Cybersecurity is critical to protecting an organization’s infrastructure. Even within the cybersecurity field, several people may be responsible for ensuring an organization’s infrastructure is protected.
Go to Basic Search: Strayer University Online Library to locate and integrate at least two quality, academic resources (in addition to your textbook) on how to apply change management principles to infrastructure protection. You may also use government websites, such as Cybersecurity from the National Institute of Standards and Technology.
Please respond to the following in a post of at least 200 words:
- Explain the purpose of change management and how it applies to infrastructure protection.
- Describe the methods organizations use to determine whether changes have been made to the infrastructure.
- Outline the process to be followed prior to integrating any changes into a production environment.
- Provide full citations and references, formatted according to Strayer Writing Standards.
- For assistance and information, please refer to the Strayer Writing Standards link in the left-hand menu of your course. Check with your professor for any additional instructions.
In 60 to 75 words, please respond to the student’s post below:
Professor and Peers,
Ed here. This week, we are discussing change management and infrastructure. What is it? What is its purpose? How does the change management apply to infrastructure protection? What are the methods organizations use to determine whether changes have been made to the infrastructure? And what is the process to be followed prior to integrating any changes into a production environment? These and much more are issues we are going to be tackling.
What is change management?
I see change management as a set of strategies, processes, and procedures. Companies use it to manage organizational changes. It helps the transition go smoothly.
What is the purpose of change management?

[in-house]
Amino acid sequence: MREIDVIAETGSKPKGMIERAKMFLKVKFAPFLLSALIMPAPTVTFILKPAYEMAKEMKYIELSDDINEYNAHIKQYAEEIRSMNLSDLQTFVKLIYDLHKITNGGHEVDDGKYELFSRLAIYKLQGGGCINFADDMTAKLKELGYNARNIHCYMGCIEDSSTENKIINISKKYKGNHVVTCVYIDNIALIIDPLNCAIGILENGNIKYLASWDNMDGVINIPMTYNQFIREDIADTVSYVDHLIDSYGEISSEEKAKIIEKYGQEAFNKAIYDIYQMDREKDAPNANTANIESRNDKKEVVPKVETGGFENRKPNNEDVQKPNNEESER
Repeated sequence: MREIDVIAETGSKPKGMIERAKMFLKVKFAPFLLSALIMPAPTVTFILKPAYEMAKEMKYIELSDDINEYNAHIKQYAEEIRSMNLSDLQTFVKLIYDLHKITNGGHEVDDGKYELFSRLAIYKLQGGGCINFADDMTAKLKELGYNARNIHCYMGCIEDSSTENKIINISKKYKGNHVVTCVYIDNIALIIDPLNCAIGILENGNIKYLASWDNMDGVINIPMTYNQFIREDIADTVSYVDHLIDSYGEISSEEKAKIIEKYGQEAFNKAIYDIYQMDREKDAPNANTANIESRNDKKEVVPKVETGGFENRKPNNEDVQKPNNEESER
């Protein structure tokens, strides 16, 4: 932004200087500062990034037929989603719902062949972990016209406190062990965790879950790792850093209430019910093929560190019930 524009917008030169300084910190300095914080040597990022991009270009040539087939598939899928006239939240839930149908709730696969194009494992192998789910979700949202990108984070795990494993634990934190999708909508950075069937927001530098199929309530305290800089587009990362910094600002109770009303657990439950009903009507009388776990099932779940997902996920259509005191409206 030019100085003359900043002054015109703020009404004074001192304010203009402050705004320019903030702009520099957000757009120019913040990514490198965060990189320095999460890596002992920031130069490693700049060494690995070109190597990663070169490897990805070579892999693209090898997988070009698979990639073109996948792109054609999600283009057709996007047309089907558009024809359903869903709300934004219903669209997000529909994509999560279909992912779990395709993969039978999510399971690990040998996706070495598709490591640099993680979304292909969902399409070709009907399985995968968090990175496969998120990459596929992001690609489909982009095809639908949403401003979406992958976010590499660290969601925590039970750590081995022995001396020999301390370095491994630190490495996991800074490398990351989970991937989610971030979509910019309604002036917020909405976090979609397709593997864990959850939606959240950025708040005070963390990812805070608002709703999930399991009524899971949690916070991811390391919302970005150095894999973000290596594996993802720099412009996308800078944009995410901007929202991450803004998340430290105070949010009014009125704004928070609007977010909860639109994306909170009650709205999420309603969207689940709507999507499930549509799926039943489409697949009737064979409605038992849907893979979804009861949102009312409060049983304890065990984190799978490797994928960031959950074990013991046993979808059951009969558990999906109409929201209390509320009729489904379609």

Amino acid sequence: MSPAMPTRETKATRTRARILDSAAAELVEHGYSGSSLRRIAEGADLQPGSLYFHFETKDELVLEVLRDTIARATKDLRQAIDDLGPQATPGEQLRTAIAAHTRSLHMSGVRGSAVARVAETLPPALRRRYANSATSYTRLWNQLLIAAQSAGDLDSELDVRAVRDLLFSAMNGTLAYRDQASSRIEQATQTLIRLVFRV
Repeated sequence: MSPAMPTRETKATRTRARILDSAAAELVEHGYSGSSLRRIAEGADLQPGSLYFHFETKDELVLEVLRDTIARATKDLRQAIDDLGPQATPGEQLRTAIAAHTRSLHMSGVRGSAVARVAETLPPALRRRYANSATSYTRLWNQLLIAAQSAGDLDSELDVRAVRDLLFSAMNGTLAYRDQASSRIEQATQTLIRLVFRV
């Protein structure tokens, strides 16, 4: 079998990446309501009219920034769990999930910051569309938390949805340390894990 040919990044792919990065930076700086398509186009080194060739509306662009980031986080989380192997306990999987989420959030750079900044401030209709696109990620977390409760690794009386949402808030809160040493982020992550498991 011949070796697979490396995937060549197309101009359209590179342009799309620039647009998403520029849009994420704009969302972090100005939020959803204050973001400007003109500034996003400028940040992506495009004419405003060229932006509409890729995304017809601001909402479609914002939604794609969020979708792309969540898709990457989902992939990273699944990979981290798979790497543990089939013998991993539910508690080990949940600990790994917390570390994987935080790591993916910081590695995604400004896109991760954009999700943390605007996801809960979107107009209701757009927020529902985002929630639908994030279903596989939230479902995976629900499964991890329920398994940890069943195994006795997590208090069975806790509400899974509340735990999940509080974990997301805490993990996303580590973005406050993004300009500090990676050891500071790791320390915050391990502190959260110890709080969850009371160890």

The purpose of change management, I would assume, is to ensure that standardized methods, processes, and procedures are used for all changes, facilitate efficient and prompt handling of changes, and maintain the proper balance between the need for change and the potential detrimental impact it can cause.
How does change management apply to infrastructure protection?
A mere view can tell us, professor and peers, that changes happen frequently. New security patches come out that must be installed, new versions of existing software are issued, new software is added, network changes are made, assets are replaced, and new assets are introduced. The list goes on and on. Every time a cyber system or asset is changed, the potential exists for one or more cyber security controls to be negatively affected. This makes configuration change management one of the most important parts of the critical infrastructure protection program. When changes to one or more cyber systems or assets are made, configuration change management is responsible for maintaining the desired cyber security posture. And from CISA, i.e., the cybersecurity & infrastructure security agency, we are told that Our Nation’s well-being relies upon secure and resilient critical infrastructure—the assets, systems, and networks that underpin American society. The National Infrastructure Protection Plan (NIPP) (NIPP 2013): Partnering for Critical Infrastructure Security and Resilience—outlines how government and private sector participants in the critical infrastructure community work together to manage risks and achieve security and resilience outcomes.
What are the methods organizations use to determine whether changes have been made to the infrastructure?
In my reasoning, organizations have to examine their current policies, procedures, work processes and equipment to find out how long those particular items have been in place. If they have been used for quite a certain amount of time, then the organization should consider making changes to reflect current technology, trends and cultural/societal changes. To put it another way, professor and peers, projects and programs by their very nature cause change.
What is the process to be followed prior to integrating any changes into a production environment?
Several approaches are out there, but I would consider the following steps as the process to be followed prior to integrating any changes into a production environment:
- Requirements gathering
- Architecture design
- Systems integration design
I think, this covers the required discussion points for the week.